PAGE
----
Dr. Margery Fee: Fostering Student Engagement

As a graduate student, Professor Margery Fee was used to hearing, “You want to do a thesis on Canadian literature? Is there any?”

Professor Margery Fee completed her PhD  on Canadian literary history at a time when the topic was not as popular as it is today.

“People just laughed and said, ‘You want to do a thesis on Canadian literature? Is there any?” Fee says of her years as a graduate student.

Since then, Canadian literature has become a legitimate area of study, and Fee has remained committed to giving students “subject matter that they are interested in.”

Fee teaches in the Dept. of English and chairs the Canadian Studies Program. and directs Arts One, the renowned first-year program in Arts. Fee’s work with students was recognized in 2001 and again in 2004 when she received Just Desserts Awards, given on behalf of students by the Alma Mater Society.

Most recently, Fee received the 2005/06 Margaret Fulton Award for her contribution to student development and the University community. In 2008, she was Distinguished Scholar in Residence at the Peter Wall Institute of Advanced Studies, writing about how some discourses of genetics/genomics contribute to the racialization of minority groups, particularly Aboriginal people.

After receiving her PhD from the University of Toronto in 1981, Fee began examining the work of Indigenous peoples in Canada, Australia, and New Zealand. Her PhD dealt with English Canadian romantic nationalist literary criticism, and that lead to her interest in national and ethnic identifications. It was this work that motivated Fee to fill a gap at UBC by starting courses looking at First Nations literatures. “When I came to UBC, there was no one teaching this,” she says. “I was prepared to teach it, students were very eager to have this subject taught.”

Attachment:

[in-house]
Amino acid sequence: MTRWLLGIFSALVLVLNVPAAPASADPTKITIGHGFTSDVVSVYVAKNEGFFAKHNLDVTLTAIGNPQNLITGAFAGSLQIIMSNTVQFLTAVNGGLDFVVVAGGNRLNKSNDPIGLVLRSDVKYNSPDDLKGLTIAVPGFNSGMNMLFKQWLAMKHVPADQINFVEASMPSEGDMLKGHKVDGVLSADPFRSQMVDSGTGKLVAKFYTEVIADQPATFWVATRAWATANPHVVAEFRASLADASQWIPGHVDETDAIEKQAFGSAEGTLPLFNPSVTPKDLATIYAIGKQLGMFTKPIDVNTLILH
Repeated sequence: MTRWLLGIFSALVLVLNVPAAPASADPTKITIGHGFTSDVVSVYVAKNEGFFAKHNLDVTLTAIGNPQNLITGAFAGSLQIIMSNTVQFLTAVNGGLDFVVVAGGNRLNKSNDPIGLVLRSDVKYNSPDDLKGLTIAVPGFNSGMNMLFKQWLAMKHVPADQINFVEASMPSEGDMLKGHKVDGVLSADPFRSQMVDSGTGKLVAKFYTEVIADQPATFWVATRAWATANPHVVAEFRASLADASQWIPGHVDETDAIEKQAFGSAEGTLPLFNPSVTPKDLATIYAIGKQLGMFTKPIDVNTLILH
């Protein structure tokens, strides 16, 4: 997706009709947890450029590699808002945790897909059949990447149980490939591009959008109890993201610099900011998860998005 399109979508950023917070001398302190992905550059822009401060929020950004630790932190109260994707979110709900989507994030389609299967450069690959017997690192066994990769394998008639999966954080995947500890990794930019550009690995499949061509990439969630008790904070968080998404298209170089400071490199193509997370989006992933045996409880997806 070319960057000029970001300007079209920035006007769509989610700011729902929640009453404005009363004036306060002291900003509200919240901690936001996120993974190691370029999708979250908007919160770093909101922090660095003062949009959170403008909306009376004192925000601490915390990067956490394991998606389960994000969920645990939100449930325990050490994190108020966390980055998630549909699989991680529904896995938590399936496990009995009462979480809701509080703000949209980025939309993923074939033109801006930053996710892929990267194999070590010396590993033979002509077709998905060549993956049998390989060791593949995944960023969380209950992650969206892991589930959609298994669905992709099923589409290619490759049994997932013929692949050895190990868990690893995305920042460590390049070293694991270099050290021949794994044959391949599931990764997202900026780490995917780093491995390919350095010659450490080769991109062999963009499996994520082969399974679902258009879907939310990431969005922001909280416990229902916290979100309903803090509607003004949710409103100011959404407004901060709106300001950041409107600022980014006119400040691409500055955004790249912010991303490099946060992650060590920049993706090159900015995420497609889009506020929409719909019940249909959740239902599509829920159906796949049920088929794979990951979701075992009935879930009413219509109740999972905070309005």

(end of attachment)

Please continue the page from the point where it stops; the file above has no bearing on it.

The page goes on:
Through her work in the classroom, Fee has demonstrated a commitment to fostering student engagement at UBC. “Students do better in a course where they actually are engaged with everything they’ve got: their hearts, their minds, everything,” she says.

Engaging students has included using innovative approaches. Students in her course on First Nations literature examined oral histories and memory through a project at local elementary schools. Through this, Fee had her students “go and tell the oral story…and then go back the week following and see how much [the elementary students] do remember.”

Fee notes that her university students were excited to learn how much the younger students could remember. “A group of them could put together the story almost perfectly,” she says.

Fee has also worked to cultivate student interest in learning through the Arts One program, where 100 first-year students complete an interdisciplinary program through the reading of great books. The program has won several awards, and focuses on critical thinking, writing skills, and class participation. Over the past 10 years, half of the recipients of the Governor General’s Silver Medal for outstanding students in Arts have been Arts One alumni. “We teach university-level reading and university-level writing very intensively,” Fee says of the program. “And I think it’s a really valuable skill. And they talk about each other’s writing in ways that I don’t think happens very often in other teaching. It’s a marvelous program and the students who take it have to be very dedicated”.

By Sara Young (MA Sociology ’05)

2008